Open-Closed Principle (OCP)

Learn about the Open-Closed Principle (OCP) and its benefits. Extend functionality without modifying code, ensuring maintainability and reusability.


πŸ“ Guideline

Open-Closed Principle: Classes should be closed for modification but open for extension.

The Open-Closed Principle dictates that you shouldn't need to change existing code to add more functionality to a class. Instead, you should be able to extend its behavior without modifying its implementation.

πŸ› οΈ How to Apply

  • Abstraction: Abstract classes and interfaces can define a common contract for different implementations, allowing new functionality to be added by implementing these abstractions. πŸ”‘
  • Inheritance: Use inheritance to create specialized classes that extend a base class, enabling additional functionality to be added without modifying the existing code. 🧬
  • Polymorphism: Utilize polymorphism to accept different implementations of a common interface, promoting extensibility. πŸ”€
  • Composition: Exctend objects using composition rather than modifying existing classes directly, allowing new behavior to be added by combining different components. πŸ”§
  • Dependency Injection: Inject dependencies into classes to allow for flexible component replacement and avoid hard dependencies. πŸ’‰

Pros and Cons

πŸ‘ Pros

  • Enhanced Modularity: Promotes modularity by containing changes within specific classes or modules, reducing the impact on other parts of the codebase. 🧩
  • Maintainability: The principle promotes a design that minimizes modifications to existing code, making it easier to maintain and reducing the risk of introducing bugs. πŸ› οΈ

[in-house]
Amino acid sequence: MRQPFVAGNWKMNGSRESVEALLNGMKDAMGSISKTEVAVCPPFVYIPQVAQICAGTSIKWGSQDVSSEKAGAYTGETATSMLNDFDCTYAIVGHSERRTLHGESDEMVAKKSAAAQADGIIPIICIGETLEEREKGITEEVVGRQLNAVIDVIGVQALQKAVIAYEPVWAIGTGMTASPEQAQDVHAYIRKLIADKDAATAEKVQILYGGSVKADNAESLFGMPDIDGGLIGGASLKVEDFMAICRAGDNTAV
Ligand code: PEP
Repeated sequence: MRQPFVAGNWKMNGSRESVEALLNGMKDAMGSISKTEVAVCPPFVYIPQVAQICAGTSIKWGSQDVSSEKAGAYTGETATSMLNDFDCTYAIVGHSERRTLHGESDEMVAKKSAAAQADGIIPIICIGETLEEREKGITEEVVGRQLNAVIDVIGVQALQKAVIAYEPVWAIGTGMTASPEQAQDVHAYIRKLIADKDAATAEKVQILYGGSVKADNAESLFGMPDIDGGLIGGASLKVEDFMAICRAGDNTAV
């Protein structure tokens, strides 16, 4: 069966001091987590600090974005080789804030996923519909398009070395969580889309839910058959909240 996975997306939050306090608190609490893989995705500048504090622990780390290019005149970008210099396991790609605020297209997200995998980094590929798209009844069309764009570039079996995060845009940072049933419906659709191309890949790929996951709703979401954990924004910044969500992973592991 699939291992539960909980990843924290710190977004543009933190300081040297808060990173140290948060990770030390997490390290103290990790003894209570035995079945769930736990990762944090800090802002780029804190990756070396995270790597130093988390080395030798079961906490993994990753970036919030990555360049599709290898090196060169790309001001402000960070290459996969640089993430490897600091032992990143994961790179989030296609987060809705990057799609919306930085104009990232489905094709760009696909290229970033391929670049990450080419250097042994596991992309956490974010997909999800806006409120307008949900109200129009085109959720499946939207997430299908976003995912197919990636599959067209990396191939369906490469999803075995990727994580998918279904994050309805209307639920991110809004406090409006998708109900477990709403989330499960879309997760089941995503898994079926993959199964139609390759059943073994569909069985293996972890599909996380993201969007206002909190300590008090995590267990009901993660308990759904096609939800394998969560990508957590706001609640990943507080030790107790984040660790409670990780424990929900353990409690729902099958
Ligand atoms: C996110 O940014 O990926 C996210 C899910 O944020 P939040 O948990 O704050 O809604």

• Reusability: By following the Open-Closed Principle, code becomes more reusable as new functionality can be added by extending existing classes or implementing abstractions. ♻️

πŸ‘Ž Cons

  • Increased Complexity: Adhering to the Open-Closed Principle may introduce additional layers of abstraction and complexity, which can be challenging to manage in certain scenarios. πŸ€”
  • Potential Overengineering: Applying the principle too rigidly can lead to over-engineering, resulting in unnecessary abstractions and reduced development speed. 🚧


❌ Bad

class Order {
  // ...
  calculateTotal() {
    // calculate total order cost
  applyDiscount() {
    // apply discount based on user type
  generateInvoice() {
    // generate invoice for the order

βœ… Good

interface Order {
  calculateTotal(): number;
class RegularOrder implements Order {
  calculateTotal() {
    // calculate total order cost
class DiscountedOrder implements Order {
  calculateTotal() {
    // calculate total order cost with discount
class OrderInvoice {
  generate(order: Order) {
    // generate invoice for the order


🧱 SOLID Principles

SOLID is an acronym for five other class-design principles:

  • Single Responsibility Principle: Encourages classes to have a single responsibility, aligning with the Open-Closed Principle for better code maintainability. 🎯
  • Liskov Substitution Principle: Focuses on substitutability, supporting the Open-Closed Principle by allowing seamless extension with subclass objects. πŸ”„
  • Interface Segregation Principle: Suggests smaller and more focused interfaces, complementing the Open-Closed Principle's emphasis on abstraction and extension. πŸ“¦
  • Dependency Inversion Principle: Promotes depending on abstractions, aligning with the Open-Closed Principle's goal of extending functionality without modifying existing code. πŸ”§
  • Don't Repeat Yourself (DRY): DRY principle reduces code duplication, helping adhere to the Open-Closed Principle by minimizing unnecessary modifications. ♻️